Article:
In the Greek myth of Pygmalion and Galatea, a sculptor falls in love with a statue he has created, i.e., the “creator” falling in love with his “creation,” a plot point central to the morale of the tale. By updating the legend to Victorian England and freely adapting it into a social satire on class distinctions in his 1913 play “Pygmalion,” George Bernard Shaw made sure that phonetics professor Henry Higgins and common flower-girl Eliza Doolittle were close enough in age so that at least the potential of a love interest between them becomes plausible, even if, like the myth itself, such a love can never be consummated. Giving into pressure from Hollywood when a 1938 film version was made, Shaw allowed a more ambiguous ending which also became the template for 1956’s “My Fair Lady,” the Lerner and Loewe musicalization of Shaw’s play, the creation of which Shaw did not live to see.
By casting a near-fifty Rex Harrison and a nineteen-year old Julie Andrews in the lead roles on Broadway, the expectation was cemented for a huge age chasm between the characters, a pattern perpetuated by the fact that Harrison went on to star in—and win a Best Actor Oscar for—the 1964 film version pushing sixty with an Audrey Hepburn still in her mid-thirties, and that Harrison would also revive the role on stage well into his late seventies with co-stars often still in their twenties.
Kudos to Light Opera Works and director Rudy Hogenmiller for daring to break that longstanding mold and stage “My Fair Lady” with leads close enough in age to restore the original intention of a plausible attraction between Higgins and Doolittle. Making his LOT debut, Nick Sandys makes a dashing Higgins and his youthfulness gives the character’s arrogance and detachment a delightful dash of immaturity. And who could have guessed, having watched Sandys’ performances and fight choreography around town, that the guy could sing as well? True, the score was written sprechstimme for Harrison to “talk-sing,” but there are enchanting melodic lines there and Sandys’ punchy rhythms really bring out the lyrics, often taken word for word from Shaw. This was a daring casting move that pays off splendidly, and Sandys makes the ideal foil for soprano Natalie Ford’s Eliza, who not only brings the best out of such songs as “Wouldn’t It Be Loverly” and “I Could Have Danced All Night,” but sexual sparks fly between the duo at every stage of their relationship. With a full orchestra, chorus and dance troupe and superb performers in even the smallest roles, this is the fairest “Lady” seen in an area production in a long, long while. (Dennis Polkow)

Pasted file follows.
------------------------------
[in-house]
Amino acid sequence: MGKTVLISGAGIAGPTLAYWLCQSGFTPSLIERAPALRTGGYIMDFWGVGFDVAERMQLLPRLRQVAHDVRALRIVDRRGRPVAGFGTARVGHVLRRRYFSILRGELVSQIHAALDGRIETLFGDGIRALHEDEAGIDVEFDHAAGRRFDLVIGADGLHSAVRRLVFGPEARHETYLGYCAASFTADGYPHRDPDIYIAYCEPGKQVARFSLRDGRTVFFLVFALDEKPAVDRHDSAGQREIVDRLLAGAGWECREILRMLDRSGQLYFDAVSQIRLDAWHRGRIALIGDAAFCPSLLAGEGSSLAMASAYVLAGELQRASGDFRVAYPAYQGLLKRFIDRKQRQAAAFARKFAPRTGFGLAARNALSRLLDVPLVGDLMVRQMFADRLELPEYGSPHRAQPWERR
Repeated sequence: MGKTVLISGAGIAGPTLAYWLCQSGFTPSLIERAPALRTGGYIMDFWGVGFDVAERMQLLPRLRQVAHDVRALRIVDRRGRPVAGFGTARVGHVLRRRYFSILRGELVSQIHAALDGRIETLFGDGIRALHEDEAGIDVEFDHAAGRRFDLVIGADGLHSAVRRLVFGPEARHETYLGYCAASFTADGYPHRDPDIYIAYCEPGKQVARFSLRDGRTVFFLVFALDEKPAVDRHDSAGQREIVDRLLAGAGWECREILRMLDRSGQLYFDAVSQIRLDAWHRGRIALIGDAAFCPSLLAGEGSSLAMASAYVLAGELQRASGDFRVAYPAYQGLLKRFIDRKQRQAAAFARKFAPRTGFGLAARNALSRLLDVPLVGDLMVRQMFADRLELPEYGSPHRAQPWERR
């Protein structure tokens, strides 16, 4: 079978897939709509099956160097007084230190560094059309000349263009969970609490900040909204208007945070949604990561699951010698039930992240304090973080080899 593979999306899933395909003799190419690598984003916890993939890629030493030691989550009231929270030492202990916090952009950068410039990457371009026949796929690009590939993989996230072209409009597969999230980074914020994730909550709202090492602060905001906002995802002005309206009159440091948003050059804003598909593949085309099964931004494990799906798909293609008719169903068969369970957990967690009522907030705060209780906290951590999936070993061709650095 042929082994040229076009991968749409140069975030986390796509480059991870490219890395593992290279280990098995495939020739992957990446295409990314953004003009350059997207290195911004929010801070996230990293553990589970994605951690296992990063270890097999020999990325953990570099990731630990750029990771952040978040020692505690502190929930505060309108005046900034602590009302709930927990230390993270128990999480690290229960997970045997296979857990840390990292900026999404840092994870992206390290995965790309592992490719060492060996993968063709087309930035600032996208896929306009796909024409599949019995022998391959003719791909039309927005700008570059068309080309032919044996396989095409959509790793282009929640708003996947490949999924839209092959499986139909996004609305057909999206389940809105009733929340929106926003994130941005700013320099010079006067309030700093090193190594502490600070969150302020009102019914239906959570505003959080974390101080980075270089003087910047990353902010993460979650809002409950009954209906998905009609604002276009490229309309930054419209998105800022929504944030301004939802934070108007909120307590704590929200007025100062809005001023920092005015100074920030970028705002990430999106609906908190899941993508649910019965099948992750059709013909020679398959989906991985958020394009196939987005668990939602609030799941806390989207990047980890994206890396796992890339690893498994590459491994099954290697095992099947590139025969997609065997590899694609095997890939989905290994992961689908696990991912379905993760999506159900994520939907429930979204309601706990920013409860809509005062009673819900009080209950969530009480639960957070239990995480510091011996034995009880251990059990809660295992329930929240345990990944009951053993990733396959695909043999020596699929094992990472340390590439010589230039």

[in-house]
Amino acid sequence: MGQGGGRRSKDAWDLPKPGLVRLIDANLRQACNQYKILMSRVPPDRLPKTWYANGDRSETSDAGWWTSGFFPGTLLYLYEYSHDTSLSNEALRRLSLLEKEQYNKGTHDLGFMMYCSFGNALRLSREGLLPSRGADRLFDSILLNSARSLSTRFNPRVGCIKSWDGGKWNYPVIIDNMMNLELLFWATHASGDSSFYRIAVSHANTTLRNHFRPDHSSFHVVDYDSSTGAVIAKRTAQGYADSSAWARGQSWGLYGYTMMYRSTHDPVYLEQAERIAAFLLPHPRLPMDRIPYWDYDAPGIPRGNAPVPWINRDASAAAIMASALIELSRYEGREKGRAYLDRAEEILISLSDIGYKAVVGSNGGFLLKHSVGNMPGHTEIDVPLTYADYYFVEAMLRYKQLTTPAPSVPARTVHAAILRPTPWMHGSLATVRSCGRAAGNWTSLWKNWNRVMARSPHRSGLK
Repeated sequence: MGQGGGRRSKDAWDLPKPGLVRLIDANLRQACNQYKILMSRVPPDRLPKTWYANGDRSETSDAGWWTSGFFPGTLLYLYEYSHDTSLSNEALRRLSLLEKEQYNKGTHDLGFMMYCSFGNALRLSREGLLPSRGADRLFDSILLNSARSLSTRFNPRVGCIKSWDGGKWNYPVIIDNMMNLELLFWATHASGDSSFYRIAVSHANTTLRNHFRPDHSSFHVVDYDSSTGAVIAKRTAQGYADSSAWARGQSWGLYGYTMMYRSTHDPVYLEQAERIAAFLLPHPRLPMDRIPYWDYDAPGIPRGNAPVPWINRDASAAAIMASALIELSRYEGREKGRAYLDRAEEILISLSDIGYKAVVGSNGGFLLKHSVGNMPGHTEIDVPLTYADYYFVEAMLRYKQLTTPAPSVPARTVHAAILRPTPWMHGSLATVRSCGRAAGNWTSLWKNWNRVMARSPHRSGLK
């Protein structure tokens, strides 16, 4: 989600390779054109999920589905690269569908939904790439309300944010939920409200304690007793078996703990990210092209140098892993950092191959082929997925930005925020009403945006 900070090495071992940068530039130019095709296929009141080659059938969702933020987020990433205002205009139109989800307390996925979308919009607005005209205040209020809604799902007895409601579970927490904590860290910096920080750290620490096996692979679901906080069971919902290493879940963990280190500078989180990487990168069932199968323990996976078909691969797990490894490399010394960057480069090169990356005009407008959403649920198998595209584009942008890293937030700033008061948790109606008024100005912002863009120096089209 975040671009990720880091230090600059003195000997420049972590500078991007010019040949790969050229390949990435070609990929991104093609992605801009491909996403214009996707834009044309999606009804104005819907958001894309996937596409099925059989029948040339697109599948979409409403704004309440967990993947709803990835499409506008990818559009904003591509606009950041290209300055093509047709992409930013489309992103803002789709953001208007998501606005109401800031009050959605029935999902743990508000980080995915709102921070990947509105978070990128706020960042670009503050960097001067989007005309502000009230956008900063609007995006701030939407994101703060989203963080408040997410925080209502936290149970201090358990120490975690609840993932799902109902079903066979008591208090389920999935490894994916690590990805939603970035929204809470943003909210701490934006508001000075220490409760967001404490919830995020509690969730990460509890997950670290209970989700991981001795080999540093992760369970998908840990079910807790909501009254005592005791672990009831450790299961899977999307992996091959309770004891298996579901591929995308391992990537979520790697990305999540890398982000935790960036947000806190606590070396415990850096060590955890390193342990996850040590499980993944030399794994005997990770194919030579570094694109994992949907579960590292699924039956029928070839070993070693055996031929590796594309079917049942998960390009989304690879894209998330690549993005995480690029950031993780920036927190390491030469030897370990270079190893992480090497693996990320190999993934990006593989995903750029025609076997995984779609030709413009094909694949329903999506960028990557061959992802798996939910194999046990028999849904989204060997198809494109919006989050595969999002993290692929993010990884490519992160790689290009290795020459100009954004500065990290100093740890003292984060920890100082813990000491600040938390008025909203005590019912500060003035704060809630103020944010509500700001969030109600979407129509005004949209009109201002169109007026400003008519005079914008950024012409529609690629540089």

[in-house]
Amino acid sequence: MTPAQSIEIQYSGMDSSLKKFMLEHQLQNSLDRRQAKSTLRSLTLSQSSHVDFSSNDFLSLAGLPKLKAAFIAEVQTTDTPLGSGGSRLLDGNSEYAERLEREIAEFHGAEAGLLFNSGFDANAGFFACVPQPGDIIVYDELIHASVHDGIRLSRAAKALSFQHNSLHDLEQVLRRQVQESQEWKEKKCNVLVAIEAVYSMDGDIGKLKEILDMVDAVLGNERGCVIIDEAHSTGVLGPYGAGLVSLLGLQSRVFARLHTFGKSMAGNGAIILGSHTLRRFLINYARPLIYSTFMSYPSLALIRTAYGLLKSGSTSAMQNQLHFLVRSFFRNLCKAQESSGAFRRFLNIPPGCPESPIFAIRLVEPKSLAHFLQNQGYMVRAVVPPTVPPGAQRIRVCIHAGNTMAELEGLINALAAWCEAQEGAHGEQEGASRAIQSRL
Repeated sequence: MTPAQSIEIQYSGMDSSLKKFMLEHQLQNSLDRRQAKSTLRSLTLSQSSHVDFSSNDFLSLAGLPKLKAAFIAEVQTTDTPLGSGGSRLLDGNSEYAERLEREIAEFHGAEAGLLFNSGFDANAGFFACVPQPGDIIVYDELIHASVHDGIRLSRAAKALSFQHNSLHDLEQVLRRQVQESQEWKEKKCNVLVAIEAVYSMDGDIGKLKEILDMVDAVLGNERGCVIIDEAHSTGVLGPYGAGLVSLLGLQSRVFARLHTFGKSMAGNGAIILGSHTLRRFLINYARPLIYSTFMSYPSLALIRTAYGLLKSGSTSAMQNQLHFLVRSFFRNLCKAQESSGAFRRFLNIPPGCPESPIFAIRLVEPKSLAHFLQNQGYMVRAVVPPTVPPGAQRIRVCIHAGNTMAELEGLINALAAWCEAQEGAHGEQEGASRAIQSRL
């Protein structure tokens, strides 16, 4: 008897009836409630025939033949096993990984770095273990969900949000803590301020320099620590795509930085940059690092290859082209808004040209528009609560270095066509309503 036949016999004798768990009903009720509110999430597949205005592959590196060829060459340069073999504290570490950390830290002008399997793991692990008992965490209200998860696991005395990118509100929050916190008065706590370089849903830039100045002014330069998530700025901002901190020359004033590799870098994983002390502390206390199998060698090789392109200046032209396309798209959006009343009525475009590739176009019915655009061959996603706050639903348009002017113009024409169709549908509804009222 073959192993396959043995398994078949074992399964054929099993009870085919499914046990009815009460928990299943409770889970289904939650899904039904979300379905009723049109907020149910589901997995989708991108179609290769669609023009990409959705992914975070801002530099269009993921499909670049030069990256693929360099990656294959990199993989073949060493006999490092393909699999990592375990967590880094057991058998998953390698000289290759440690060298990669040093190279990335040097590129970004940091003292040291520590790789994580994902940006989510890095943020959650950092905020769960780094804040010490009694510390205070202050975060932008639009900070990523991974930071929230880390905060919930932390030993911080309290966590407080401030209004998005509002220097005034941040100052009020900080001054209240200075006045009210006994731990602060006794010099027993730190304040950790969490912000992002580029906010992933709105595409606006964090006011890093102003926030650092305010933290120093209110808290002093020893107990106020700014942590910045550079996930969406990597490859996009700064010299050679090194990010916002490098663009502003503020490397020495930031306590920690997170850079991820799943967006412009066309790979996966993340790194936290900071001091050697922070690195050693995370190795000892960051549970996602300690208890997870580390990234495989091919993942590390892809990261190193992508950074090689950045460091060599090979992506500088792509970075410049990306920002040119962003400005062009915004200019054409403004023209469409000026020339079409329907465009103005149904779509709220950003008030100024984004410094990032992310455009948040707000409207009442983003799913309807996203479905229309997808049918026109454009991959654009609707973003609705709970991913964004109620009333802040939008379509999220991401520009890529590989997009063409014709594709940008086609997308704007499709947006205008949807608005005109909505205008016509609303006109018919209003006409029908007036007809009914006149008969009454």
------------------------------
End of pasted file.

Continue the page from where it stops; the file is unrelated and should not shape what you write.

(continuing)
“My Fair Lady” plays through August 30 at Northwestern University’s Cahn Auditorium, 600 Emerson, Evanston, (847)869-6300. $30-$88.